A TRADITIONAL VIETNAMESE HOUSE
PERUME RIVE JAPAN COVERED BRIDGE IN HOI AN – IT ONCE CONNECTED THE JPANESE AND CHINESE COMMUNITIES IN HOI AN
STUDENTS IN FRONT OF THE PERFUME RIVER COVERED BRIDGE HOI AN
ON VACATION IN HOI AN
ON HOLIDAY IN HOI AN
SCHOOL OUTING IN HOI AN
A CHINESE COMMUNITY HOUSE HOI AN
RESTAURANT IN HOI AN
THU BON RIVER BOATS IN HOI AN
BOATS ON THE THU BON RIVER HOI AN
FISHING WITH NETS ON THE THU BON RIVER IN HOI AN
FSHING WITH NETS ON THE THU BON RIVER IN HOI AN
FISHING WITH NETS ON THE THU BON RIVER IN HOI AN
FISHING WITH NETS ON THE THU BON RIVER IN HOI AN
FISHING WITH NETS ON THE THU BON RIVER IN HOI AN
ALONG THE THU BON RIVER IN HOI AN
A SAMPAN ON THE THU BON RIVER HOI AN
ALONG THE THU BON RIVER HOI AN
BOATS ON THE THU BON RIVER HOI AN
FISHING BOAT ON THE THU BON RIVER HOI AN
FISHING NETS ON THE THU BON RIVER HOI AN
CLOSE UP OF A FISH NET ON THE THU BON RIVER HOI AN
A REMOTE WINCH AND PULLEY SYSTEM IS USED TO RAISE AND LOWER THE FISH NET
FISHING BOATS RETRIEVING FISH FROM THE FISH NETS ON THE THU BON RIVER HOI AN
HOUSE ALONG THE THU BON RIVER HOI AN
PARADE FOR THE FIRST INTERNATIONAL CHORAL FESTIVAL AND COMPETITION IN HOI AN MARCH 16 – 20 2011


FIRST INTERNATIONAL CHORUS AND COMPETITION WAS HELD IN HOI AN MARCH 16 – 20 2011 INDONESIA
FIRST INTERNATIONAL CHORUS AND COMPETITION WAS HELD IN HOI AN MARCH 16 – 20 2011 MALAYSIAN CONTESTANTS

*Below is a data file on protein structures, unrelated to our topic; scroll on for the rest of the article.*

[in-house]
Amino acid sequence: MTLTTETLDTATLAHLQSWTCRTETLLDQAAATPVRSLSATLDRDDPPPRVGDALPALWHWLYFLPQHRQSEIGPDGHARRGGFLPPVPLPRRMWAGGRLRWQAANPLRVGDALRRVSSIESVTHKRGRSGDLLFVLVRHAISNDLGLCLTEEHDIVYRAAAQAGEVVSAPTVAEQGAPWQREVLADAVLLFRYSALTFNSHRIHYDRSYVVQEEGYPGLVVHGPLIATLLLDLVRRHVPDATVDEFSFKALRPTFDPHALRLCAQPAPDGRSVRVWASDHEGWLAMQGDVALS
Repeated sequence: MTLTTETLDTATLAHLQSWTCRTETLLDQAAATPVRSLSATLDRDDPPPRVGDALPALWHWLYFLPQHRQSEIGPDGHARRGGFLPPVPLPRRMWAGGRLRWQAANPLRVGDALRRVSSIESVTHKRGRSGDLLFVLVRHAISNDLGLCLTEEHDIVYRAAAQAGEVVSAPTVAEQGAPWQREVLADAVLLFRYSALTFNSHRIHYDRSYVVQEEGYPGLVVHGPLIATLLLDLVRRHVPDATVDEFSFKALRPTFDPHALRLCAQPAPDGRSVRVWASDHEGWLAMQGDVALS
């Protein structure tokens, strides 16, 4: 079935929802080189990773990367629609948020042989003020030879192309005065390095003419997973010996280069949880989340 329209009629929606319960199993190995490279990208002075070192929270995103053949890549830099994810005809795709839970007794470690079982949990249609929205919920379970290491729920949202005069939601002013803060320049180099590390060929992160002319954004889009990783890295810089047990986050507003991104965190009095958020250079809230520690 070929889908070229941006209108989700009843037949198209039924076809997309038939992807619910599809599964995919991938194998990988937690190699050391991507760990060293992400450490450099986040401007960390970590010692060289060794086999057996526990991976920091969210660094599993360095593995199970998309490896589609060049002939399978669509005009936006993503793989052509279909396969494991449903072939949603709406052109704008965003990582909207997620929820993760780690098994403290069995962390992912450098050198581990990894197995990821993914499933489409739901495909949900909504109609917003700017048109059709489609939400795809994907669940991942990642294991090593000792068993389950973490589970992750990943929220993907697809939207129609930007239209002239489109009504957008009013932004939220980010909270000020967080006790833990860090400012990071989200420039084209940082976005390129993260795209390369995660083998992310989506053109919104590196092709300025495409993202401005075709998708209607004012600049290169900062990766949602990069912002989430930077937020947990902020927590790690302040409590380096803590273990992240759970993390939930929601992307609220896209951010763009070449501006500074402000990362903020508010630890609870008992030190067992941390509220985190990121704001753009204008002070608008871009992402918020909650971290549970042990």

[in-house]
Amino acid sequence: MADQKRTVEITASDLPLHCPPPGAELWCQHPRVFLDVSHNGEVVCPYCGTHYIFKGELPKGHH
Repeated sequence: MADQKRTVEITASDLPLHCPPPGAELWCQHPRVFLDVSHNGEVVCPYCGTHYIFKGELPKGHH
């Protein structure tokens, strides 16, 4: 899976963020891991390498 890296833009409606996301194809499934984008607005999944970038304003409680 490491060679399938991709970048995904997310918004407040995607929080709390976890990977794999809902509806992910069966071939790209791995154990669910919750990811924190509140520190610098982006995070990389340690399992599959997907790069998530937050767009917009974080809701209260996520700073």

REPRESENTING THE PHILIPINES AT THE CHORAL FESTIVAL
CHORAL FESTIVAL CONTESTANTS
CHORAL CONTESTANTS ABOUT TO GO ON STAGE
CONTESTANTS FROM SRI LANKA
CHORAL SINGERS FROM VIETNAM
CHORAL CONTESTANTS FROM VIETNAMCUA DAI BEACH 3 KILOMETERS FROM THE CENTER OF HOI AN IS ONE OF THE NICEST BEACHES IN VIETNAM
CUA DAI BEACH HOI AN – ONE OF THE MOST BEAUTIFUL BEACHES IN VIETNAM
VENDORS SETTING UP AT CUA DAI BEACH HOI AN
AN OLD SAMPAN AT CUA DAI BEACH HOI AN
VIETNAMESE BASKET BOAT – The Basket Boat is locally named the “Thung Chai” which is used very popularly by the local fishermen in the central regions of Viet Nam. The local fishermen really like to use it for the fact that it is very mobile and convenient take for example. It can take the people to move easily from their big boat to the land by basket boat. Furthermore, it is used by the fishermen to catch fish after the fishing net has been drop down to catch fish in a successful way. Besides, it can carry needed things for the fishing people like oil, wood, food and others… The shape of the Basket Boat is fish in a successful way. Besides, it can carry needed things for the fishing people like oil, wood, food and others… The shape of the Basket Boat is to be re-tarred every 6 months depending on how one uses it in a protective way.

PHOTOS BY:

LEONARD EPSTEIN

JANELLE BURGESS